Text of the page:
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Pepperl+Fuchs Blog

3 Myths About Industrial Sensors

Posted by Amanda Blakeman on Wed, Oct 15, 2014

Everyone has their own idea of what an industrial sensor is and what it does.  But you might be surprised at how many of these ideas are inaccurate.  Here are several misconceptions about industrial sensors:

3 Myths About Industrial Sensors1. All sensors are equal in strength and durability

This could not be any further from the truth.  Every sensor, regardless of the technology, possesses different restrictions. IP ratings are a great example of this and let the customer know how durable the industrial sensor is.  The higher the IP number, the more durable the product will be.  Extreme conditions may require the use of NAMUR for extra protection of the sensor, which allows for the detection of a harmful substance while the sensor is in the safe zone.

2. Sensors? I only use them for my garage door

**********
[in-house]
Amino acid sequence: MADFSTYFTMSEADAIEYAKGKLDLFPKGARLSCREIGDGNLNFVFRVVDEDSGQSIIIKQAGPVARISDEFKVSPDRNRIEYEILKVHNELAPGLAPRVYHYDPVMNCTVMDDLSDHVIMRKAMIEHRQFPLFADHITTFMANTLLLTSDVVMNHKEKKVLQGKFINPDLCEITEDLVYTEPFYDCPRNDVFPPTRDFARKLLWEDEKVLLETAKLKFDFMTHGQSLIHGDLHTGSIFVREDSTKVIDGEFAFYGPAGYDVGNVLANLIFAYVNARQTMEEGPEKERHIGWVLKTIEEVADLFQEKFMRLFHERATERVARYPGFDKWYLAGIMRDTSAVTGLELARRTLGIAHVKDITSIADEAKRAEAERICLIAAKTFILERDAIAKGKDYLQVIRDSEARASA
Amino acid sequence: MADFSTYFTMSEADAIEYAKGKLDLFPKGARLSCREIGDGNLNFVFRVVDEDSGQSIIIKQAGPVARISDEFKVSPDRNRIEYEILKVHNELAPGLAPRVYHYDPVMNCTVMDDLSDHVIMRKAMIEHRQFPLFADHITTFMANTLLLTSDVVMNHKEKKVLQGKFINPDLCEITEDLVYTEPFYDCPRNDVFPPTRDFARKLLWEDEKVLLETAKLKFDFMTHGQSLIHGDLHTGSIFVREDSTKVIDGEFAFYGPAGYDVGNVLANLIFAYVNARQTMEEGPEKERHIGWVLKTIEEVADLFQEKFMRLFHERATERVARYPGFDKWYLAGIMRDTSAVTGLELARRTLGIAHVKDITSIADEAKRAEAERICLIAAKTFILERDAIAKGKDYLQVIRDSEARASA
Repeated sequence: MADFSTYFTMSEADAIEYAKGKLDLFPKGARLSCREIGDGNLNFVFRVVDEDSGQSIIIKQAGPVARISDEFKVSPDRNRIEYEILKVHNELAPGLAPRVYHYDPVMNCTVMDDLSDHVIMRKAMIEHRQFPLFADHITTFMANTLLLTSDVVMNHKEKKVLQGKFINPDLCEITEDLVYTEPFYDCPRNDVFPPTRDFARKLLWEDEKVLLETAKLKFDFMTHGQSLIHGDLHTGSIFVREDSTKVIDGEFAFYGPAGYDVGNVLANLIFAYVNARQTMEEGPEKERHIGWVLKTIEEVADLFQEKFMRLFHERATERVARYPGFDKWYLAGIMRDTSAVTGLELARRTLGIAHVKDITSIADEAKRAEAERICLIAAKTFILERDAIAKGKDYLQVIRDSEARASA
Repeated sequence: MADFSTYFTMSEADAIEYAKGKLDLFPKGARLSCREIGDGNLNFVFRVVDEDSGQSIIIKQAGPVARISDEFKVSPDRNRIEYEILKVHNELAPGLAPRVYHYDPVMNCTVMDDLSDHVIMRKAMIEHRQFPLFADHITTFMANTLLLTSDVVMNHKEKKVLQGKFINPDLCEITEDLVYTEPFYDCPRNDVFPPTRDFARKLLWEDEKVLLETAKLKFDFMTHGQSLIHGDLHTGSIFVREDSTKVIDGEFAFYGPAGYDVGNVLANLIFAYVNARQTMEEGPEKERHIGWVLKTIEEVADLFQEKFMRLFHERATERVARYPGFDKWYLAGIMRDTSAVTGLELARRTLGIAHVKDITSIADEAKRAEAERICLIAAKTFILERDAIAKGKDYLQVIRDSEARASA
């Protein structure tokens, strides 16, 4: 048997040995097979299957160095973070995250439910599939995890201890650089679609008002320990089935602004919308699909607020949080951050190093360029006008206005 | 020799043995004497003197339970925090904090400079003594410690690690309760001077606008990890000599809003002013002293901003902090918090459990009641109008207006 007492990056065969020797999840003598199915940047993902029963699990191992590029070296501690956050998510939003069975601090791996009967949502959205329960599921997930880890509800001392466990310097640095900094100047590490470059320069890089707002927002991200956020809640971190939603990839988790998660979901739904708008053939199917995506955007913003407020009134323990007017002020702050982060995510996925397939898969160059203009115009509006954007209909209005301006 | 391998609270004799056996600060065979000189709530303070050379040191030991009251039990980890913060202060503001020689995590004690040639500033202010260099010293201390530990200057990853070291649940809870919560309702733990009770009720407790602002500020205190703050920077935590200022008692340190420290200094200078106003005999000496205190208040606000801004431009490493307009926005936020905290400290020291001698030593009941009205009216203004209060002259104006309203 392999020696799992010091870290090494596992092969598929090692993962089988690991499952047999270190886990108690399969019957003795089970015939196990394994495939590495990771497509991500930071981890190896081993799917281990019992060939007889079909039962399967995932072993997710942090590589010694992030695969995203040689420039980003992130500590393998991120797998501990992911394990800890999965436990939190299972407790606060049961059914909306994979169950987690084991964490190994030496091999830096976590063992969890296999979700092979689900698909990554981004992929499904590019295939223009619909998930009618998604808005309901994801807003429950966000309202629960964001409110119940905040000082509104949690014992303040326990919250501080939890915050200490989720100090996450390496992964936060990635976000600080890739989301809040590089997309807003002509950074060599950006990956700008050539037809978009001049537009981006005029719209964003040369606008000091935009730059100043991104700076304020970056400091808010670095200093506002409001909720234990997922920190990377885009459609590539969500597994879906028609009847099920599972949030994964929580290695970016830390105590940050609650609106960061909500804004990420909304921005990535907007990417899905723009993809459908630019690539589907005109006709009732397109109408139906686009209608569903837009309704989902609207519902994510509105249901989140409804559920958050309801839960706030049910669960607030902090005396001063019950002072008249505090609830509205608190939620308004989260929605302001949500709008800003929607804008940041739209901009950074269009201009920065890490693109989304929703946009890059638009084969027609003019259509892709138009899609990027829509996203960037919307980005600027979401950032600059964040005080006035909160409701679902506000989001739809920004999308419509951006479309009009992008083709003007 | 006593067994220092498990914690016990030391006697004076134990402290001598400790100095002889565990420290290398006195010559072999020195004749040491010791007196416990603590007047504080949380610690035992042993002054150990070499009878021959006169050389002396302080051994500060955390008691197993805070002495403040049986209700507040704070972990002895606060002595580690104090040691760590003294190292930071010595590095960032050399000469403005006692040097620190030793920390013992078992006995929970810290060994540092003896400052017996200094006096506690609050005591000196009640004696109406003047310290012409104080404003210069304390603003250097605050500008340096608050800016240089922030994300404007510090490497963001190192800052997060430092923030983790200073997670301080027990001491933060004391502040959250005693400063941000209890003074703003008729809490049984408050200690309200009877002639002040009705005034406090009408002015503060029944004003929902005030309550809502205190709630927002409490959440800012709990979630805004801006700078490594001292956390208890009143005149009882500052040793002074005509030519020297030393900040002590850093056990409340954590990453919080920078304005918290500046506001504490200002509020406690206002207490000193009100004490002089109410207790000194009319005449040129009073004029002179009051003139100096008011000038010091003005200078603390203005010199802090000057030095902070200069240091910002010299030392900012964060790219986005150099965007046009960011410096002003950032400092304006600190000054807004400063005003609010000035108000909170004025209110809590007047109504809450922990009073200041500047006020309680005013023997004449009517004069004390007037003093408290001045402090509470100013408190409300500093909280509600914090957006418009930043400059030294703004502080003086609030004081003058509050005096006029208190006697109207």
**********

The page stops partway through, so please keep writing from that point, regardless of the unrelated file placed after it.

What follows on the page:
Industrial Sensing Applications

Sensors have a larger role in our lives than simply for domestic use.  They are used in garbage trucks to pick up your trash, to sense your car in the carwash, to detect the level of soda in a bottle at the factory, or in printers to detect excess paper prior to a paper jam.  And do you know what that little black square on the paper wrapping of your butter stick is for?  Actually, it is there so when a contrast sensor sees the square, it sends a signal for the paper to be cut. Cool, right?

3. Sensors can only be used to detect the presence or absence of an object

Of course not! Although there are inductive sensors that do detect presence and absence, there are other product lines offering a wide range of functions. Need to detect rotation? Rotary encoders will do the trick!  Photoelectric sensors are able to detect a wide range of properties, such as variance in color, UV properties, distance, or label detection. Ultrasonic sensors can be used to determine distance or the amount of product in a container.  In mobile equipment applications, an inclination sensor can be used to measure angle and tilt.  

No matter your application, whether it is safety or object detection, there is an industrial sensor for you!

Questions about Industrial Sensors?  Get the Quick Select Product Guide

Topics: Rotary Encoders, Inductive Sensors, Applications, Ultrasonic Sensors, Photoelectric Sensors, Inclination Sensors

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